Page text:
As shown in Fig. 2, significant correlations between time-weighted average benzene concentration and urinary ttMA levels (r = 0.731, P < 0.05), and between benzene concentration and SPMA (r = 0.762, P < 0.05), in the entire study group were observed. The ttMA and SPMA levels were geometrically distributed with urinary creatinine adjustment. Therefore, to conduct further correlation analysis between these two metabolites, the ttMA and SPMA levels were geometrically transformed. The levels of these two metabolites after geometric transformation showed a high correlation (Fig. 3; r = 0.823, P < 0.05).
Effects of GST Polymorphism on Benzene Metabolites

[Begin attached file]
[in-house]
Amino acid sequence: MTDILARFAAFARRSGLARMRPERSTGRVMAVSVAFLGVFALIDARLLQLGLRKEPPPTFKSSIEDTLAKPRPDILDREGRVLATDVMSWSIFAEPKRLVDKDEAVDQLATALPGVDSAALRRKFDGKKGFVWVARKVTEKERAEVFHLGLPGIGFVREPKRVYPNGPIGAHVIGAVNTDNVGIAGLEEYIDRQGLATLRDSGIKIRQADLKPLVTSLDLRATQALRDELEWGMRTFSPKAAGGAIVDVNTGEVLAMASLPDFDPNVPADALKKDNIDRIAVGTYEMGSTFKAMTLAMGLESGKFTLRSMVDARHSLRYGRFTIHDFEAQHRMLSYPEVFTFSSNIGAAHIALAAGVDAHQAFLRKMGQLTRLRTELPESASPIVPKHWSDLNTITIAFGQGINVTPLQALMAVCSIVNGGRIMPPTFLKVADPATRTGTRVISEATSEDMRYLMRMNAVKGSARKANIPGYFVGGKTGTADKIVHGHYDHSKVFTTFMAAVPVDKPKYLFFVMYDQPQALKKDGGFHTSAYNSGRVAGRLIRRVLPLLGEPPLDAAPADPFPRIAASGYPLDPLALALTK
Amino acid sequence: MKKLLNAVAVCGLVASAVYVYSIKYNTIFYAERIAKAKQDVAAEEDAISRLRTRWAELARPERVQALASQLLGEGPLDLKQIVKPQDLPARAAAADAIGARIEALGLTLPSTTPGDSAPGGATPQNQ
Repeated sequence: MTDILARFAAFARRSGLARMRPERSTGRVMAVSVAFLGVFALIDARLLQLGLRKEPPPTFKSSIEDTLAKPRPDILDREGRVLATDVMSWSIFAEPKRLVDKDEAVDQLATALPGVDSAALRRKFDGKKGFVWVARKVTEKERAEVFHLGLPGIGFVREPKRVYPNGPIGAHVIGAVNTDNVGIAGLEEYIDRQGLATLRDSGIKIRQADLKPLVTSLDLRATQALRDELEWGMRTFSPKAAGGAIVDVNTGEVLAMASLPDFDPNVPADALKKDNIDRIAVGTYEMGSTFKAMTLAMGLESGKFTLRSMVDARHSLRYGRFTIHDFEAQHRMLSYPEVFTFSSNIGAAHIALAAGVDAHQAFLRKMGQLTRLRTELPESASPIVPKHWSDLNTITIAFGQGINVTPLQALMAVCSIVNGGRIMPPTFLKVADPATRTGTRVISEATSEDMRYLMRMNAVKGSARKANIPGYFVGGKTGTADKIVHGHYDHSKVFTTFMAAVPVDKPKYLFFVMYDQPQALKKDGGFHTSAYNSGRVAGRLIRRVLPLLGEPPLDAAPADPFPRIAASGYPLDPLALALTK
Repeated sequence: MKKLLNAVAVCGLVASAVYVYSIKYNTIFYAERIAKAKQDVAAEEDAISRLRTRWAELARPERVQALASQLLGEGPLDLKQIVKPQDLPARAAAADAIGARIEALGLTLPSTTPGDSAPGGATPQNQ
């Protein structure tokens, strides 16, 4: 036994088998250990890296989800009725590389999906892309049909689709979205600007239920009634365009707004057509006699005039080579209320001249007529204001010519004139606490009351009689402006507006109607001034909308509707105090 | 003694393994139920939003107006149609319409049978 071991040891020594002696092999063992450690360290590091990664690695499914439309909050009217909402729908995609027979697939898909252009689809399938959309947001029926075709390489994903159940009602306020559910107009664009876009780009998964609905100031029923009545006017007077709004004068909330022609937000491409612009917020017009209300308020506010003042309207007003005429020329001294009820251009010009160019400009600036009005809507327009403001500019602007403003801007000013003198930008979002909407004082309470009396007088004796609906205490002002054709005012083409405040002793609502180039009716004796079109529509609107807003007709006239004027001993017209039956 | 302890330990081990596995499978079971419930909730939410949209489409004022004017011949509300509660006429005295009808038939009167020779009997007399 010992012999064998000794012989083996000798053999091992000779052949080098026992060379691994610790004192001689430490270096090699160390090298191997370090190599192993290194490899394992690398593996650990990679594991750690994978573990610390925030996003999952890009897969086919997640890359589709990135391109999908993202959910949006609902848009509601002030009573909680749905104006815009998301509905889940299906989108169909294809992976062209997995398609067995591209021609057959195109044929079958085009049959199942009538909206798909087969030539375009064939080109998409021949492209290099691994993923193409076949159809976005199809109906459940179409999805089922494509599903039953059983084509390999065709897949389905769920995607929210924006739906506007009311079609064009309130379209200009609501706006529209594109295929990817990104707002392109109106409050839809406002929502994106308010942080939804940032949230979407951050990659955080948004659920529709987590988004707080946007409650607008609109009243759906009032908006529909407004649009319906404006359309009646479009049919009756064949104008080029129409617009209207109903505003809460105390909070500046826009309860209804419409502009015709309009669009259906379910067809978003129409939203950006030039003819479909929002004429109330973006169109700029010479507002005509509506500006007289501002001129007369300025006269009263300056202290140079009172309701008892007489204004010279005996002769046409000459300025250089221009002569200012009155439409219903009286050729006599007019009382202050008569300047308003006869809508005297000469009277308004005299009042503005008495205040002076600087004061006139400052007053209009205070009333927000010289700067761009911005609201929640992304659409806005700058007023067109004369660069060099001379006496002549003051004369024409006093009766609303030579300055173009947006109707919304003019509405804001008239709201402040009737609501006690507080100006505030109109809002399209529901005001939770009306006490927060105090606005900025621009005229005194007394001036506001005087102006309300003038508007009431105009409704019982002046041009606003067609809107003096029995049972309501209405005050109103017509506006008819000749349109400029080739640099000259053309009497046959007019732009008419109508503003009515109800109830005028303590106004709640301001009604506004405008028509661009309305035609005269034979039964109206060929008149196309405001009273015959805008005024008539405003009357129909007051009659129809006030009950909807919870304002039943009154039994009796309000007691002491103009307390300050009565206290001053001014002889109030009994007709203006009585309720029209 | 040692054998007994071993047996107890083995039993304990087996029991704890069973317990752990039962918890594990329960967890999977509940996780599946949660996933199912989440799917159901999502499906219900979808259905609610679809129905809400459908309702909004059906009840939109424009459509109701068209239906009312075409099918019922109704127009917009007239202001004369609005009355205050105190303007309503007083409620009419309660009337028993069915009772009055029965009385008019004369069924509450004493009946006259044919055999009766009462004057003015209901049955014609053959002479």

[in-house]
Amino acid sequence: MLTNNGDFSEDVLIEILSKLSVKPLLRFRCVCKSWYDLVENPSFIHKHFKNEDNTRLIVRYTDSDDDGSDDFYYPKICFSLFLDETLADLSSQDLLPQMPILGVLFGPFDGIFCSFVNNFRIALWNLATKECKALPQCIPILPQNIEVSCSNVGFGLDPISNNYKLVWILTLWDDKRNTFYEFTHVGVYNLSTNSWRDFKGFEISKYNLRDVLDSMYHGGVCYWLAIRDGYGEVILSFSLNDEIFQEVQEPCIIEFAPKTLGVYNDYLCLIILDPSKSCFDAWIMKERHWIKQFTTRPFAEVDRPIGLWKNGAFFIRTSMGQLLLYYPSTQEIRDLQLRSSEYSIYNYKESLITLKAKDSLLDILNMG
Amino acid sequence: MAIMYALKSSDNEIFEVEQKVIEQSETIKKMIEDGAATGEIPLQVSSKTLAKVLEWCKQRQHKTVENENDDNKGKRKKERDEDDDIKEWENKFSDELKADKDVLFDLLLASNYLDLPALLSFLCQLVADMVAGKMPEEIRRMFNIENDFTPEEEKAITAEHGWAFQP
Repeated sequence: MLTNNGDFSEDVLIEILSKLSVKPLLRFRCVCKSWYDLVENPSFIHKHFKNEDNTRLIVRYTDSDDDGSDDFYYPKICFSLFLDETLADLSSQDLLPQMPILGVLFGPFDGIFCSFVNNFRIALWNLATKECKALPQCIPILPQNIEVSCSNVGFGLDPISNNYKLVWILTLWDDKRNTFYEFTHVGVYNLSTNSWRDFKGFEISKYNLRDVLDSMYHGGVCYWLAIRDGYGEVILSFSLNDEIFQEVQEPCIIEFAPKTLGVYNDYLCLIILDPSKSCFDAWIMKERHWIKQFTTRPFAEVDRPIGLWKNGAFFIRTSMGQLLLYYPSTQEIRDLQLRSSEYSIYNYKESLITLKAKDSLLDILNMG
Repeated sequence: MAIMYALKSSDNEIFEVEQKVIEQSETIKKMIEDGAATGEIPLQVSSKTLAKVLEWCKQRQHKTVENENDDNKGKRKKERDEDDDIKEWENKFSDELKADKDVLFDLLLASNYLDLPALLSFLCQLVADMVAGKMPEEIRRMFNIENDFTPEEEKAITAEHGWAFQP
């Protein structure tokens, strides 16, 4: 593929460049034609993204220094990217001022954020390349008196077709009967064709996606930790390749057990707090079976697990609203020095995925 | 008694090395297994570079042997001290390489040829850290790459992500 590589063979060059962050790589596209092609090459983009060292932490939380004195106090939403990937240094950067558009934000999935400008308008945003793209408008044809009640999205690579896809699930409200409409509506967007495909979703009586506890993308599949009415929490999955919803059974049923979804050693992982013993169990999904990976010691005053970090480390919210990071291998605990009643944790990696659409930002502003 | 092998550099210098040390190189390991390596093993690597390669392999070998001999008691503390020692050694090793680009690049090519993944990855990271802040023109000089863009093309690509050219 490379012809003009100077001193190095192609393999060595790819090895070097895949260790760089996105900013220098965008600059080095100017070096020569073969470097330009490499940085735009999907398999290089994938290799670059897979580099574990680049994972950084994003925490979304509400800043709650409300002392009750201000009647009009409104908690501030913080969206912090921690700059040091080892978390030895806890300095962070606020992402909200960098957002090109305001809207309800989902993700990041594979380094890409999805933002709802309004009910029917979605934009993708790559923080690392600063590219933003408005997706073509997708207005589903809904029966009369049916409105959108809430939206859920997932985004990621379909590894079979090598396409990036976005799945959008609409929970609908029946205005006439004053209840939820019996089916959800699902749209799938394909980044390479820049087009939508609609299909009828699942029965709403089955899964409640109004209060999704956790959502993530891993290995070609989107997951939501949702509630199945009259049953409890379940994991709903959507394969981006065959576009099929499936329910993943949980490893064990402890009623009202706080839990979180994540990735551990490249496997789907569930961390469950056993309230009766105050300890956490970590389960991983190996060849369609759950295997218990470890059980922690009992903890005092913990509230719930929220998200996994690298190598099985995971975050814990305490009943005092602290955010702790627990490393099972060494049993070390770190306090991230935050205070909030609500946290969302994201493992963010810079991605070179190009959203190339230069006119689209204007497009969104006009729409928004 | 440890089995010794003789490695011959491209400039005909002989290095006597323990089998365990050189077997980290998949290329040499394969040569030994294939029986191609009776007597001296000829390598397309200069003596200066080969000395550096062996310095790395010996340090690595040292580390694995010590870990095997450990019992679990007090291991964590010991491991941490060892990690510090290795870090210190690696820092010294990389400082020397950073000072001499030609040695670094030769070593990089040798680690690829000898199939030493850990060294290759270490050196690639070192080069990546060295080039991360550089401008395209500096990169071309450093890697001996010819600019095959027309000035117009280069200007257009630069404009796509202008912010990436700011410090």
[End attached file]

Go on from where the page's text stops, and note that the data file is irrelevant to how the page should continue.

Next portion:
The benzene level, ttMA level, SPMA level, and ttMA to SPMA concentration ratio of the population were stratified by GST genotype polymorphism and plotted on a logarithmic scale for their distribution, as shown in Fig. 4. To calculate the ttMA to SPMA concentration ratio, the ttMA level was divided by SPMA level in each sample. For age, work seniority, and benzene exposure level, there were no significant differences between two GSTM1 genotypes. Similar data in GSTT1 and GSTP1 were observed (data not shown).